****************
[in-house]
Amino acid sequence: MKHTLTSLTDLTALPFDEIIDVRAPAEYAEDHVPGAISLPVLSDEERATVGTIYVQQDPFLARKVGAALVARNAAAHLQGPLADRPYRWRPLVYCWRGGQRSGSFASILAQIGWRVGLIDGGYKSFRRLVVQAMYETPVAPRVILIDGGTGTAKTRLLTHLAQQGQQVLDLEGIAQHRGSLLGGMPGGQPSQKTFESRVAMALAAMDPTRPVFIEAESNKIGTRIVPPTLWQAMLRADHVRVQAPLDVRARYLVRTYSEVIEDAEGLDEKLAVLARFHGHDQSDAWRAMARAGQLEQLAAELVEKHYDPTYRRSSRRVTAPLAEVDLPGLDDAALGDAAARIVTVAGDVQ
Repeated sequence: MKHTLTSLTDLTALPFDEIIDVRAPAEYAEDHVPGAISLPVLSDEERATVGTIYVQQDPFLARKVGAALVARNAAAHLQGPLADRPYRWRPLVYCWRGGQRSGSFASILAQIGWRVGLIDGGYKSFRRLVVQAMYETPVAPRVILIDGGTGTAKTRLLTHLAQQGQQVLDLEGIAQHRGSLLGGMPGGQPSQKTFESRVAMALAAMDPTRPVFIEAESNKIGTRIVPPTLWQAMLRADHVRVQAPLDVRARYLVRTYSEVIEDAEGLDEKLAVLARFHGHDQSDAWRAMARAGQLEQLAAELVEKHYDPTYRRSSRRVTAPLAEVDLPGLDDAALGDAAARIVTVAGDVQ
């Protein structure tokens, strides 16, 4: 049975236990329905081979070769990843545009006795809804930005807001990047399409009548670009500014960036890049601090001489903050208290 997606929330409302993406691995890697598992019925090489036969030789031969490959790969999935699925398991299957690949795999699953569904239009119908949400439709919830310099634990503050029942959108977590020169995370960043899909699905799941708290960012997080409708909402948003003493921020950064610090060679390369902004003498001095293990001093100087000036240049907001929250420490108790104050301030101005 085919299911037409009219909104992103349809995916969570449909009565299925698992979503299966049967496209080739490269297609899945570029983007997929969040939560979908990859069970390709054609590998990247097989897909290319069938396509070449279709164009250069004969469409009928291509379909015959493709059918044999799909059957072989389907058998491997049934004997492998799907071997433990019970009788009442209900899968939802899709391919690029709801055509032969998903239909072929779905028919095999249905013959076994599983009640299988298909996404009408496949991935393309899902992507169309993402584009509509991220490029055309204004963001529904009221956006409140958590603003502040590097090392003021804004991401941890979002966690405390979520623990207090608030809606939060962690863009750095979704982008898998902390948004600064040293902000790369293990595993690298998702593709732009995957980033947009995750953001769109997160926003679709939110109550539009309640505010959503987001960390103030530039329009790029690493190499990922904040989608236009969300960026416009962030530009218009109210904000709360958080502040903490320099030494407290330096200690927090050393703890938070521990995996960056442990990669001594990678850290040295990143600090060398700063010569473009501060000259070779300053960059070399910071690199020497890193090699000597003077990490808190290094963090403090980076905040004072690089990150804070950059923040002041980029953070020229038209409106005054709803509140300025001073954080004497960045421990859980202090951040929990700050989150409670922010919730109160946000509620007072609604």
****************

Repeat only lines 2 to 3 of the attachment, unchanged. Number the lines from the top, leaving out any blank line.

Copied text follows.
Amino acid sequence: MKHTLTSLTDLTALPFDEIIDVRAPAEYAEDHVPGAISLPVLSDEERATVGTIYVQQDPFLARKVGAALVARNAAAHLQGPLADRPYRWRPLVYCWRGGQRSGSFASILAQIGWRVGLIDGGYKSFRRLVVQAMYETPVAPRVILIDGGTGTAKTRLLTHLAQQGQQVLDLEGIAQHRGSLLGGMPGGQPSQKTFESRVAMALAAMDPTRPVFIEAESNKIGTRIVPPTLWQAMLRADHVRVQAPLDVRARYLVRTYSEVIEDAEGLDEKLAVLARFHGHDQSDAWRAMARAGQLEQLAAELVEKHYDPTYRRSSRRVTAPLAEVDLPGLDDAALGDAAARIVTVAGDVQ
Repeated sequence: MKHTLTSLTDLTALPFDEIIDVRAPAEYAEDHVPGAISLPVLSDEERATVGTIYVQQDPFLARKVGAALVARNAAAHLQGPLADRPYRWRPLVYCWRGGQRSGSFASILAQIGWRVGLIDGGYKSFRRLVVQAMYETPVAPRVILIDGGTGTAKTRLLTHLAQQGQQVLDLEGIAQHRGSLLGGMPGGQPSQKTFESRVAMALAAMDPTRPVFIEAESNKIGTRIVPPTLWQAMLRADHVRVQAPLDVRARYLVRTYSEVIEDAEGLDEKLAVLARFHGHDQSDAWRAMARAGQLEQLAAELVEKHYDPTYRRSSRRVTAPLAEVDLPGLDDAALGDAAARIVTVAGDVQ